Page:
Van Gogh’s Saint-Rémy

            To try to understand the real significance of what the great artists, the serious masters, tell us in their masterpieces, that leads to God.
            --Van Gogh,  Borinage, December, 1878

How what’s beautiful blazes—
A drooping star,
An ochre sunflower
Crackling beneath its old glaze.
I stood in your room in Saint-Rémy,
The anguished bed stiff
On its points of lead, the obligatory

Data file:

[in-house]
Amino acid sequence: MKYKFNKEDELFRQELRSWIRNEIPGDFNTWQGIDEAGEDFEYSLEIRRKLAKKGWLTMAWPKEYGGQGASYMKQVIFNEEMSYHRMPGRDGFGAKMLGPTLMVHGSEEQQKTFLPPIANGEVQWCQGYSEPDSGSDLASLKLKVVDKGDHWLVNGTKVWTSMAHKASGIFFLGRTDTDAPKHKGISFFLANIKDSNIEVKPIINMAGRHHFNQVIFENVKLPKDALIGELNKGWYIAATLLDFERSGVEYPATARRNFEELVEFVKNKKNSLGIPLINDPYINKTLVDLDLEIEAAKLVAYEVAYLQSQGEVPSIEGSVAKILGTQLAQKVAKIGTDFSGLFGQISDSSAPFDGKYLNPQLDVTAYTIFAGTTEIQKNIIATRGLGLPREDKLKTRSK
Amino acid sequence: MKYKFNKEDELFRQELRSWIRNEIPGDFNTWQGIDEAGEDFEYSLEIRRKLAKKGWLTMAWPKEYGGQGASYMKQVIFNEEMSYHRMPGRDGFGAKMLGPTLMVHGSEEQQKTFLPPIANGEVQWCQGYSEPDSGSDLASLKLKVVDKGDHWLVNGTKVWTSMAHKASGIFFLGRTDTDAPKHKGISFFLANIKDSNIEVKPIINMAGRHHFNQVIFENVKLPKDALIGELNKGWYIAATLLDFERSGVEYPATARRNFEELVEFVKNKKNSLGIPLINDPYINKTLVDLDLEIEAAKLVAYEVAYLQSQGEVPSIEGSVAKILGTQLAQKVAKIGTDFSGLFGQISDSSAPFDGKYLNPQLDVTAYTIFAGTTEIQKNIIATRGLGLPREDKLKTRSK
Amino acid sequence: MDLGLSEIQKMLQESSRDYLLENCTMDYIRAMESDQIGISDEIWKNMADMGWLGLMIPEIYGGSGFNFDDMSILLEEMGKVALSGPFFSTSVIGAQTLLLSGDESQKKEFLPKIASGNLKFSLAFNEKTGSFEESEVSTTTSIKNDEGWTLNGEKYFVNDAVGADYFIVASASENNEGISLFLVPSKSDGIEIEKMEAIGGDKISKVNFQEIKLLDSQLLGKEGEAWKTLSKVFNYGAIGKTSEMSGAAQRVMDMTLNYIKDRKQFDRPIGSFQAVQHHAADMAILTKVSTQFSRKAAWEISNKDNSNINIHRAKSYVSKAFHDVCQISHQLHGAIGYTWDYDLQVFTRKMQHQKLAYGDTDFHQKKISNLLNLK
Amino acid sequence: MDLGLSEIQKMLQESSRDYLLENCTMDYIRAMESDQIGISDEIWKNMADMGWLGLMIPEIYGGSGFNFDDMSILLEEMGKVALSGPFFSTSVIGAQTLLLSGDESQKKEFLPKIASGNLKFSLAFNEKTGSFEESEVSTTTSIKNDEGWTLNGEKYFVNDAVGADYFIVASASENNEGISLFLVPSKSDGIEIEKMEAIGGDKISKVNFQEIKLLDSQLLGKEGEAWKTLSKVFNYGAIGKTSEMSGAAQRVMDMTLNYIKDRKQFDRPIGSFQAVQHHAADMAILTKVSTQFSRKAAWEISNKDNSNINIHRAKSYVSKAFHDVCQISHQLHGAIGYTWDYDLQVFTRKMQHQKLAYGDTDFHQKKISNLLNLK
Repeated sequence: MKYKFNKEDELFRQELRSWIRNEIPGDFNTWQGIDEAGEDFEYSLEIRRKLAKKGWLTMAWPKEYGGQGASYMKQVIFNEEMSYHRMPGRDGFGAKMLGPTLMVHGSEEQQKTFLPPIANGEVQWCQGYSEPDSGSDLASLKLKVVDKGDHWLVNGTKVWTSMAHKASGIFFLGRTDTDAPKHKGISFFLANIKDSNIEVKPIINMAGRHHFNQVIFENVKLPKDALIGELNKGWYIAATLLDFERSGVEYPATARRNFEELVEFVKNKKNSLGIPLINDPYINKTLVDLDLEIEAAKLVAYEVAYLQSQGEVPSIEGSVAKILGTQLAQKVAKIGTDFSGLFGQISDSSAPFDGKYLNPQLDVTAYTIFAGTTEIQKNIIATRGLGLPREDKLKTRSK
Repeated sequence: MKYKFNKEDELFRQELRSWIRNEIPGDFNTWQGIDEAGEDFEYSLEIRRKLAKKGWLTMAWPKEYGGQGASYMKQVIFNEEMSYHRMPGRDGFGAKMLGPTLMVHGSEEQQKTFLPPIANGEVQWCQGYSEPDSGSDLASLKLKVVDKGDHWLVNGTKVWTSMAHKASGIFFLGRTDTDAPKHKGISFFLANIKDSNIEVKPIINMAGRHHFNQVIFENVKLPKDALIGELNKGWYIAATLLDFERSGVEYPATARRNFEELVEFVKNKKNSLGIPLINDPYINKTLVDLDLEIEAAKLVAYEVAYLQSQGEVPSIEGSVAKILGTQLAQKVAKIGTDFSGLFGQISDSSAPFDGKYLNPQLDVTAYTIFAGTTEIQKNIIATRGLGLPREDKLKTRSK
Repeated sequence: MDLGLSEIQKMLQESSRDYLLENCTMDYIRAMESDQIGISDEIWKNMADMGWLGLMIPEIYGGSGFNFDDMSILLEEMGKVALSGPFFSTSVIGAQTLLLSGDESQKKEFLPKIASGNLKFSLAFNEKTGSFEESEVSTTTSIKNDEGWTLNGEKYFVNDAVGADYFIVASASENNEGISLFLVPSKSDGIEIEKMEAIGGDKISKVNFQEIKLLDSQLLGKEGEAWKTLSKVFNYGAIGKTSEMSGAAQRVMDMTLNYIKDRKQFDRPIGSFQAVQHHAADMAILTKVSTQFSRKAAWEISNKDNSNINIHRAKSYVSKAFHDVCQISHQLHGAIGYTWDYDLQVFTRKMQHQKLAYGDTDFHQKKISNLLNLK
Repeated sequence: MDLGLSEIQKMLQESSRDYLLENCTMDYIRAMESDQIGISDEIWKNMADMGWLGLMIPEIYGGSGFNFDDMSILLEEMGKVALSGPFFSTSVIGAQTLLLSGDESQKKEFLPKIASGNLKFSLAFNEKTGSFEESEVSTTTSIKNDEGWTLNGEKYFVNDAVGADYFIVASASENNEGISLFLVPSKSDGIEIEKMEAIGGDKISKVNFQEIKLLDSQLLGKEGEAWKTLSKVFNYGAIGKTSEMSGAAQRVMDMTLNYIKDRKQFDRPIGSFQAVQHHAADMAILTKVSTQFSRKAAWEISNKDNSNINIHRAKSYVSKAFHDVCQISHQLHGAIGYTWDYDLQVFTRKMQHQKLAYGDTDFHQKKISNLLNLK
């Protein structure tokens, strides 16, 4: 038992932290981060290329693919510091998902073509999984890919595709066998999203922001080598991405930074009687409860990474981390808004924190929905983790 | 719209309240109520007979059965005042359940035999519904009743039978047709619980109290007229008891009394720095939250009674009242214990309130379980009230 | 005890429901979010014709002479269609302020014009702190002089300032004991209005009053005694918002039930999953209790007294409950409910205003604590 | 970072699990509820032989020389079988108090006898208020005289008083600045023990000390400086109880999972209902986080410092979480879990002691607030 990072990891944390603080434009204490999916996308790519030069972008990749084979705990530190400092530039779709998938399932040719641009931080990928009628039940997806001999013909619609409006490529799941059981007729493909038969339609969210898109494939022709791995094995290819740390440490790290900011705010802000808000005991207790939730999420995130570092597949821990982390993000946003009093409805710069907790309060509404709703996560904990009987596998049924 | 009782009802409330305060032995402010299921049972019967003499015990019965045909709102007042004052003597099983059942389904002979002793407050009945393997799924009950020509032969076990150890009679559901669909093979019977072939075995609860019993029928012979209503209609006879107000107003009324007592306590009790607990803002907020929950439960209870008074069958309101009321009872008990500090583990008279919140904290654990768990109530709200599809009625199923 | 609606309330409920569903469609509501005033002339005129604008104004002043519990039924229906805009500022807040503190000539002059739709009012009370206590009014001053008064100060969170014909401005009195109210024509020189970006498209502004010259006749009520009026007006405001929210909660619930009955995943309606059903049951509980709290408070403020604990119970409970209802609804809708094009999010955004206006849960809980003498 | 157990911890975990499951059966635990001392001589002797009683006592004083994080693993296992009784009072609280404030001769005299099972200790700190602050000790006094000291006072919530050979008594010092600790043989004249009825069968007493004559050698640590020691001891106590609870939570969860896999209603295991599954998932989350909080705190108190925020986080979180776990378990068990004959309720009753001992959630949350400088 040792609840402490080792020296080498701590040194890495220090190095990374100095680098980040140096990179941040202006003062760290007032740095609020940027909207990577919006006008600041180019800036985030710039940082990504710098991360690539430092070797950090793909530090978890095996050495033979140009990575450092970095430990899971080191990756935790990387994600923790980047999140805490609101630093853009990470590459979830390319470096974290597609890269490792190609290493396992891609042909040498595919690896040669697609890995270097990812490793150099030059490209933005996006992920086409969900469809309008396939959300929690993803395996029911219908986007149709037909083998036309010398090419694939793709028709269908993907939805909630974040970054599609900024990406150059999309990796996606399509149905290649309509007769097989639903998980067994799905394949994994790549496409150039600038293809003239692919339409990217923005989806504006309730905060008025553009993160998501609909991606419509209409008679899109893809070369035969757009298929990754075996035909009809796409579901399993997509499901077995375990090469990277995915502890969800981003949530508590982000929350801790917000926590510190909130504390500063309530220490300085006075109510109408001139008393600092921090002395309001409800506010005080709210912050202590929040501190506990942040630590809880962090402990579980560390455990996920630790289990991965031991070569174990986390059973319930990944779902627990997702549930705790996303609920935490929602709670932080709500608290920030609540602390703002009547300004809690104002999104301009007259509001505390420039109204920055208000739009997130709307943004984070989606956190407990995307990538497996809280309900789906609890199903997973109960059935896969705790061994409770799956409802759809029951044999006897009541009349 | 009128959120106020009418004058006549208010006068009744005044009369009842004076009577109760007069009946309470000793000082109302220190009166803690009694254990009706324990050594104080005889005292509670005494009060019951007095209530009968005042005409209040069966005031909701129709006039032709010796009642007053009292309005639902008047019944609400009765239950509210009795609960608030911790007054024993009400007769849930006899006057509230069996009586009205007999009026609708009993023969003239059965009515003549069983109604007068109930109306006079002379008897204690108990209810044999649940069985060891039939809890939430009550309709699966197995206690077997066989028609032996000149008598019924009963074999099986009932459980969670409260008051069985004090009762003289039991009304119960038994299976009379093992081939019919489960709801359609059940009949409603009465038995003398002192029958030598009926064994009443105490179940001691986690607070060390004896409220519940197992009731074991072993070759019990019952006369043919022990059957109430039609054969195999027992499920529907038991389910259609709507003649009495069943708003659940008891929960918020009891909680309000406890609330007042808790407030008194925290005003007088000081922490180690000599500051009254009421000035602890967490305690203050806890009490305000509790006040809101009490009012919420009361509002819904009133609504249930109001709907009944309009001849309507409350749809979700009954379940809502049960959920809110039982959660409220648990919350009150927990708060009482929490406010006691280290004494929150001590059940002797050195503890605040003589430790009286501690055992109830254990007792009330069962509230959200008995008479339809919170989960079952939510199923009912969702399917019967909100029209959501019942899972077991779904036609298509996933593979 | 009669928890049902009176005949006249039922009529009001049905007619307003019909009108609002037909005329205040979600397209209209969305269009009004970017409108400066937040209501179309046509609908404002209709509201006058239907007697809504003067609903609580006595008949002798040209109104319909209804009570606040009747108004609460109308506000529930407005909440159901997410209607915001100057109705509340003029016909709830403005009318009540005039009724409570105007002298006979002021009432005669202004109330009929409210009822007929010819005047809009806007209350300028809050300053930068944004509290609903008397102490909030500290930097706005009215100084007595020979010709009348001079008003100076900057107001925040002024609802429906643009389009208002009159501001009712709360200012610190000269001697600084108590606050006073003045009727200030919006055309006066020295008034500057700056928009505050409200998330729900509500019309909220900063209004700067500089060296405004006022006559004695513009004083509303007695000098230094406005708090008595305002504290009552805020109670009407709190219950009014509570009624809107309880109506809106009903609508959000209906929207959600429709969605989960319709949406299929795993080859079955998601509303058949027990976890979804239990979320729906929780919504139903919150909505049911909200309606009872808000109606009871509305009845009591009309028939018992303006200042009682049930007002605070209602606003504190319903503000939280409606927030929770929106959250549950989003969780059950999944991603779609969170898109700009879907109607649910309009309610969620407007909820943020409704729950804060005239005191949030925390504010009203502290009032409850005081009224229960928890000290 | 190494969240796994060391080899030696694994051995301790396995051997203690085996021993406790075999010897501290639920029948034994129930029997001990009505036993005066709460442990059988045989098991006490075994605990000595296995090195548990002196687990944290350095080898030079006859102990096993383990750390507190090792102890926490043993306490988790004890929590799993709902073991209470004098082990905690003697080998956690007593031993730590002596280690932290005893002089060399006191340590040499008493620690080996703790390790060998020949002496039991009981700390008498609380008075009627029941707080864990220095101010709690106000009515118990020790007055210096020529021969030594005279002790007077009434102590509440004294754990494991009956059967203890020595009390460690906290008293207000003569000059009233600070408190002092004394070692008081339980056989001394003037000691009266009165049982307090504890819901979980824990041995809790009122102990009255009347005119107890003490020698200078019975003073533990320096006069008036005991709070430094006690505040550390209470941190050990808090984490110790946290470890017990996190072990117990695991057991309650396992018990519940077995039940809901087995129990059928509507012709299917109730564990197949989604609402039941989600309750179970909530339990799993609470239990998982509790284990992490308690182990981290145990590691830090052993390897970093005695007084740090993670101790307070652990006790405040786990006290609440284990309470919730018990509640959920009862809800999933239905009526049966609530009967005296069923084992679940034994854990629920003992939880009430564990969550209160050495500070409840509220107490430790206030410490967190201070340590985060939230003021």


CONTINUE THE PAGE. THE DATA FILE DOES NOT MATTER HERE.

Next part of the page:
Desk as blank as canvas.

The world had already turned.
North light blazed all night
In my rented window.
Stars washed the horizon
Of villa stone.
Those I loved slept, the small fig
Of my heart withering—
As if baptismal, the tears
Unending, the wall of myself
Descending as yours did,
That painted cypress of The Starry Night
Kindling funereal
In the foreground of your Holy.

Everywhere the light
Draws us past stone,
Past the wood shutters the wind flings—
The world carved and delirious
Beyond me, beyond you whom I see
Half listening now
Amidst a concavity of iris,
Of sea swirl, the poppy mad
For such utter destination.

             published in Many Mountains Moving